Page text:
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Top 8 Tax Tips for Freelancers 💼

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Hi!

I noticed that over the last year, many of our clients considered or took on contract work outside of W2 payroll. We also had many that have been freelancing for years. 

For this reason, I wanted to summarize some helpful ideas before year-end. 

Here are the top 8 tips that can help freelancers, independent contractors, and 1099-NEC recipients to optimize their tax savings.

  • You may be eligible to take 20% qualified business income deduction

It is also known as Section 199A deductions. The deduction allows eligible taxpayers to deduct up to 20% of their qualified business income (QBI). 

  • You can set up an LLC as a single owner

Setting up a LLC can protect your personal assets, separate your personal finance from the business, facilitate business growth and give your business credibility.

  • If you have an LLC, you can convert it to an S corp by making an S corp election

You don’t have to set up a corporation to get the benefits of the S corp. You can convert the LLC by filing form 2553 with the IRS. One of the major advantages of an S corp is that shareholders of S corps don’t have to pay self-employment tax on their share of business income. This can immediately lead to thousands or tens of thousands in tax savings. You can also complete this retroactively in certain cases & obtain a large refund for previous years.

  • You can contribute to a solo 401(k)

If you don’t have any other employees, you can open a 401(k) and make contributions. You can contribute the lessor of 1) $66,000 or $73,500 if age 50 or over, or 2) 100% of earned income. The contributions to the 401(k) are tax deductible & will immediately reduce your tax on your tax returns.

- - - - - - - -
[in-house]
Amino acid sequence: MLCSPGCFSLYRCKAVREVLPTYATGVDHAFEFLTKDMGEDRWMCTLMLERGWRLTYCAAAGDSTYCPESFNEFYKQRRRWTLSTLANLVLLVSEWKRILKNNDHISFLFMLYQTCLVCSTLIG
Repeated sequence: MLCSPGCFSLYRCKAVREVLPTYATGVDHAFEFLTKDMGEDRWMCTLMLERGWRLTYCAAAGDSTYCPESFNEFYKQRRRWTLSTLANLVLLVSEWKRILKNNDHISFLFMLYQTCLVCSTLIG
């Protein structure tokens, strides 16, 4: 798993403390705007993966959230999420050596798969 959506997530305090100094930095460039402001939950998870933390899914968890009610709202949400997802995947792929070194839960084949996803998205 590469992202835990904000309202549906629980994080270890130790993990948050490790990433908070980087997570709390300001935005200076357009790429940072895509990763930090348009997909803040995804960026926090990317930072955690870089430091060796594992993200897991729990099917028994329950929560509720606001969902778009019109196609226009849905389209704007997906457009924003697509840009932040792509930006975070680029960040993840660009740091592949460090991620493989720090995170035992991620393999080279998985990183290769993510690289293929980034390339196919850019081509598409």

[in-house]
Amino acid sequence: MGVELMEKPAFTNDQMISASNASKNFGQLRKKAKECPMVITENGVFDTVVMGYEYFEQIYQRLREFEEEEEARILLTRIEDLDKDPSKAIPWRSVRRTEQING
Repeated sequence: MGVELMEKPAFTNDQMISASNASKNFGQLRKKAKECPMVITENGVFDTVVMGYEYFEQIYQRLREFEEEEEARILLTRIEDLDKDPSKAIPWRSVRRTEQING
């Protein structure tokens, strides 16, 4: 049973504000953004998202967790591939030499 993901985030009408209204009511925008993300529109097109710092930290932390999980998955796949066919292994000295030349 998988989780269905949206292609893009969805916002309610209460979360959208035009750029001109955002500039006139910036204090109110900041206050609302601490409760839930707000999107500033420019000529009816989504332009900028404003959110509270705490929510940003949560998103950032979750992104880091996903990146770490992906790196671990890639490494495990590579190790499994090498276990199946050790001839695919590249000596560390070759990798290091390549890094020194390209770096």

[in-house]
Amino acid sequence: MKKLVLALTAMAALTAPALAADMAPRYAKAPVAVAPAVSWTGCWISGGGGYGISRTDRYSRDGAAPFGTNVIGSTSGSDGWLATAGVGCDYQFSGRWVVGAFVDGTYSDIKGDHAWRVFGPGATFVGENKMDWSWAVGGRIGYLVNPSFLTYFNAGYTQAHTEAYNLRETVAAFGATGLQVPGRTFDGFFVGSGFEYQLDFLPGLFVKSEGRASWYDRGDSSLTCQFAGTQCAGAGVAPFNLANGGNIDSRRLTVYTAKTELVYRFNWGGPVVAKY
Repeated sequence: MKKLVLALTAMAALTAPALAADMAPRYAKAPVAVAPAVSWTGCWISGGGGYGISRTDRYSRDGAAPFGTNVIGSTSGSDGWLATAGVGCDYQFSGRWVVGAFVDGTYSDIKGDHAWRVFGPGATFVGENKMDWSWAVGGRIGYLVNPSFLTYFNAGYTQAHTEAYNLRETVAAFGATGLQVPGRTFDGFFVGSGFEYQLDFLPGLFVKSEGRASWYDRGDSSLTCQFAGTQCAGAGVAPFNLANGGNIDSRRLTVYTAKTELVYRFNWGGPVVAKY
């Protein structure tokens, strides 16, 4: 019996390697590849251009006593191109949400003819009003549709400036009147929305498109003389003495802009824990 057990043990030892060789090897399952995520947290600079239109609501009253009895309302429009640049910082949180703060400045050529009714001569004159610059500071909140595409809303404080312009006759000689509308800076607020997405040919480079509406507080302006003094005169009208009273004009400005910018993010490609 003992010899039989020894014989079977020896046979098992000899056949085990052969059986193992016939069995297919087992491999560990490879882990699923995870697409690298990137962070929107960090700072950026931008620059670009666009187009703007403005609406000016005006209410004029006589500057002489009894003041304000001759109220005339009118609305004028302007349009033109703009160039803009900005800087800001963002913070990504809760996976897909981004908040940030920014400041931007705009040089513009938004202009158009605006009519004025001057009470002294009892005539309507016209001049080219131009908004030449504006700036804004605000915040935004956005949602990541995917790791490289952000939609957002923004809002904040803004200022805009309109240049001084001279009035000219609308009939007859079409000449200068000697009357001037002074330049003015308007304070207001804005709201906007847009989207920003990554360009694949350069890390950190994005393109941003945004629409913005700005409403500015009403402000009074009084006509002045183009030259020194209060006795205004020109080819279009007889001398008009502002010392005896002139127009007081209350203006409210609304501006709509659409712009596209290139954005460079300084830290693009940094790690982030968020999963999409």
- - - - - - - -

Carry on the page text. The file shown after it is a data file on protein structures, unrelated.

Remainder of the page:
• If 401(k) is not easy for you to maintain, you can open an SEP IRA

The SEP IRA allows you to contribute the lessor of 1) $66,000 or $73,500 if over 50 or 2) up to 25% of compensation of net self-employment earnings, with a $174,000 (salary) limit on compensation that can be used to factor the contribution. This amount contributed is a direct tax deduction. 

  • You should know which deductions you can take

Technically speaking, you can deduct any expense that is related to the business. For example, if you work from home, you can deduct the home office expenses. If you use vehicle for business purposes, you can use the vehicle expenses. Make sure you keep good track of your expenses, hopefully by using a simple bookkeeping software or spreadsheet. 

  • Plan ahead and pay estimated tax

No tax will be withheld for income from freelancing or contracting. Therefore, you are solely responsible to prepay all the estimated tax. If you fail to prepay sufficient amount, you will be assessed an underpayment penalty which can totally be avoided. 

  • Hire your child

You can take up to $12,000 in deductions for hiring a child to work for you. This can then be put into a joint account and used for expenses related to your child. 

Hopefully these help! If you want our expanded personal or business deductions checklists, please contact us below & we will send over. 

If you need help with implementation of any of the above, please reach out as soon as possible so we can get to work on these. 

Looking forward to hearing from you! 

— 

George Dimov CPA

www.dimovtax.com

(833) 829-1120 toll free 

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